Various cultivars of strawberry (Fragaria ×ananassa Duch.) were stored for 42 h under an atmosphere of 15% CO2 to determine whether their firmness would be enhanced. Compared to initial samples and stored control samples, enhanced firmness was found in 21 of the 25 cultivars evaluated. The CO2 had no effect on color, as measured by Hunter `L', `a' and `b', or on soluble solids concentration (SSC) or pH. There were significant differences among cultivars in firmness; Hunter color `L', `a', and `b'; SSC; and pH.
1-Methylcyclopropene (1-MCP), a gaseous synthetic cyclic hydrocarbon, has been shown to have potential to become an important new tool in controlling the response of plants sensitive to ethylene. Due to its irreversible binding to the ethylene receptor(s) and its subsequent prevention of the physiological action of ethylene for extended periods, 1-MCP may prove also to have effective commercial application in the control of ethylene effects in detached organs such as fruit. Our objective was to investigate the effectiveness of 1-MCP in controlling ripening in pear. Two commercial cultivars (Bosc, Anjou) and one numbered cultivar from Agriculture and Agri-Food Canada's breeding program (Harrow 607) were harvested at commercial maturity. Immediately after harvest, fruit were exposed for 24 h at 20 °C to 1-MCP ranging from 0 to 100 μL•L-1 then placed in air at 0 °C and 90% relative humidity for 5 and 10 weeks. Following treatment and after 5 weeks storage plus a 7- or 14-day post-storage ripening period, fruit softening and ethylene evolution were inhibited and fruit volatile evolution was reduced significantly by exposure to 1-MCP at or above 1.0 μL•L-1 in all three cultivars. Concentrations exceeding 1.0 μL•L-1 were required to maintain initial firmness and inhibit ethylene production after 10 weeks storage in air. Evolution of alpha-farnesene and 6-methyl-5-hepten-2-one was related to low temperature stress and chlorophyll loss as a result of ripening, respectively, and were affected by 1-MCP exposure. The pattern of evolution and amounts of other volatiles was also affected by 1-MCP treatment. These results indicate a huge potential for commercial use and application of 1-MCP in controlling fruit ripening and senescence.
`Fantasia' nectarines (Prunus persica L.Batsch) were either stored immediately at 0.5C or subjected to a 48-h delay at 20C in air or with 5% CO2 in air before storage. Samples were evaluated at harvest and after 18, 25, 32, 39 and 46 days storage in air or in 5% O2 with 0%, 4%, 8%, or 12% CO2. All samples were evaluated at optimum ripeness. A combination of delayed storage and elevated CO2 in storage effectively delayed chilling injury (CI) symptoms. Control of CI increased with increasing CO2 level in delayed and nondelayed treatments. Delayed storage was not effective without elevated levels of CO2 in the storage atmosphere. Fruit that was stored without delay did not soften normally during the ripening period and developed a dry, rubbery texture. The effect was enhanced as CI progressed, resulting in increased firmness of ripened fruit with increased storage time. The delayed storage treatments softened normally during ripening, but CI fruit had a dry, mealy texture. Internal conductivity measurements correlated well with CI development. Off-flavors were detected at the higher levels of CO2 storage.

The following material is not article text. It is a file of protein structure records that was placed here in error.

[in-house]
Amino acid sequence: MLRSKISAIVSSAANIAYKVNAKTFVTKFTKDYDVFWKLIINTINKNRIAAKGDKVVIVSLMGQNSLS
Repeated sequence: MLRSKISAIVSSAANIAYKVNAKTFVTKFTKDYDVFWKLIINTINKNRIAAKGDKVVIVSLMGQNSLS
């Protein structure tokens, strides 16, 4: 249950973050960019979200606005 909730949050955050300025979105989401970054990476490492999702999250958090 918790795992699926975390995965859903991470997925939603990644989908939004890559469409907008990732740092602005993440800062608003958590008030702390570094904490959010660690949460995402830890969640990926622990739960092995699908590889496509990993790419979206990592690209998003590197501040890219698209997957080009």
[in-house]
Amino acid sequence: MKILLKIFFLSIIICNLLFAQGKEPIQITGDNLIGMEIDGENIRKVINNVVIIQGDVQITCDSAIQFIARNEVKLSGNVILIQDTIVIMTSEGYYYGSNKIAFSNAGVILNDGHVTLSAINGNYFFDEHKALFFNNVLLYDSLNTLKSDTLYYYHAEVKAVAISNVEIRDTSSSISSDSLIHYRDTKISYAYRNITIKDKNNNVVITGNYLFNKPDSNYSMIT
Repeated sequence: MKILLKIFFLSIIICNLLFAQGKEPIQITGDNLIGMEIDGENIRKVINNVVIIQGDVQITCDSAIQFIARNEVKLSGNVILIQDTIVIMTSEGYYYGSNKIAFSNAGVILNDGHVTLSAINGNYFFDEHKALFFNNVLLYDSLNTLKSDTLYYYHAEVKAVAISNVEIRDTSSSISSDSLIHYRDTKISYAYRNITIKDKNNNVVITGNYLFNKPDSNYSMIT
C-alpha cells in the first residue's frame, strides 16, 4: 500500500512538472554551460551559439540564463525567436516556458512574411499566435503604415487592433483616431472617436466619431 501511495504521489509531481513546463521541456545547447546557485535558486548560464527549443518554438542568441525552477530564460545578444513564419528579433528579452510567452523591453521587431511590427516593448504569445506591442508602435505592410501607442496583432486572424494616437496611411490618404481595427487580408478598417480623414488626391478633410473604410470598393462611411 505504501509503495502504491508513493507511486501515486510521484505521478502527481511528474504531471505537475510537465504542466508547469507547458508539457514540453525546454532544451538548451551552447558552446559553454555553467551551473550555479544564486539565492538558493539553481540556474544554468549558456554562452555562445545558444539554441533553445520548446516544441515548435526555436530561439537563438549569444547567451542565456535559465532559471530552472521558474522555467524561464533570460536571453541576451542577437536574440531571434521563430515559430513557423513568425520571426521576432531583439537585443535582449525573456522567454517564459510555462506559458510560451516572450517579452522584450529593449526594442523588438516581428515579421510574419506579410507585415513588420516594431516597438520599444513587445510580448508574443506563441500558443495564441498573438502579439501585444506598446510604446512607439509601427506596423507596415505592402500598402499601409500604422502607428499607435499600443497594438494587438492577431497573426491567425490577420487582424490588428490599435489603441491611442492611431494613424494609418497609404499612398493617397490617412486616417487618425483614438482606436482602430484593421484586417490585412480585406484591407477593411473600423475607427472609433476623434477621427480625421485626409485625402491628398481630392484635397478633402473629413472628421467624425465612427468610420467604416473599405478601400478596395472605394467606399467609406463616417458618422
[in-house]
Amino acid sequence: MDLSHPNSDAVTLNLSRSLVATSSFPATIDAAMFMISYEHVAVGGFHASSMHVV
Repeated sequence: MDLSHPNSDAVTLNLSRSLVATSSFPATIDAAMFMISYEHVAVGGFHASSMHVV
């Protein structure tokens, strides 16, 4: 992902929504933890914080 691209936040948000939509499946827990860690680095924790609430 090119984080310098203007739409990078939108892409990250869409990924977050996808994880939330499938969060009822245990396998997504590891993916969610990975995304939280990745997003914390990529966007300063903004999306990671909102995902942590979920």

The sensitivity of easter lilies (Lilium longiflorum) to either ethylene or methane (products of incomplete burning in gas-fired unit heaters) was tested during rooting [3 weeks at 18 °C (65 °F)], vernalization [6 weeks at 6 °C (43 °F)] and subsequent greenhouse forcing (15 weeks at 18 °C). Starting at planting, easter lilies were exposed for one of seven consecutive 3-week periods (short-term), or for 0, 3, 6, 9, 12, 15, 18, or 21 weeks starting at planting (long-term) to either ethylene or methane at an average concentration of 2.4 and 2.5 μL·L-1(ppm), respectively. Short- or long-term exposure to ethylene during rooting and vernalization had no effect on the number of buds, leaves, or plant height but increased the number of days to flower. Short-term exposure within 6 weeks after vernalization reduced the number of buds by 1 bud/plant compared to the control (no ethylene exposure). However, extensive bud abortion occurred when plants were exposed to ethylene during the flower development phase. Long-term exposure to ethylene from planting until after the flower initiation period resulted in only two to three buds being initiated, while continued long-term exposure until flowering caused all flower buds to abort. Short-term exposure to methane at any time had no effect on leaf yellowing, bud number, bud abortion, or height and had only a marginal effect on production time. Long-term exposure to methane from planting until the end of vernalization increased both the number of buds, leaves and height without affecting forcing time, leaf yellowing or bud abortion.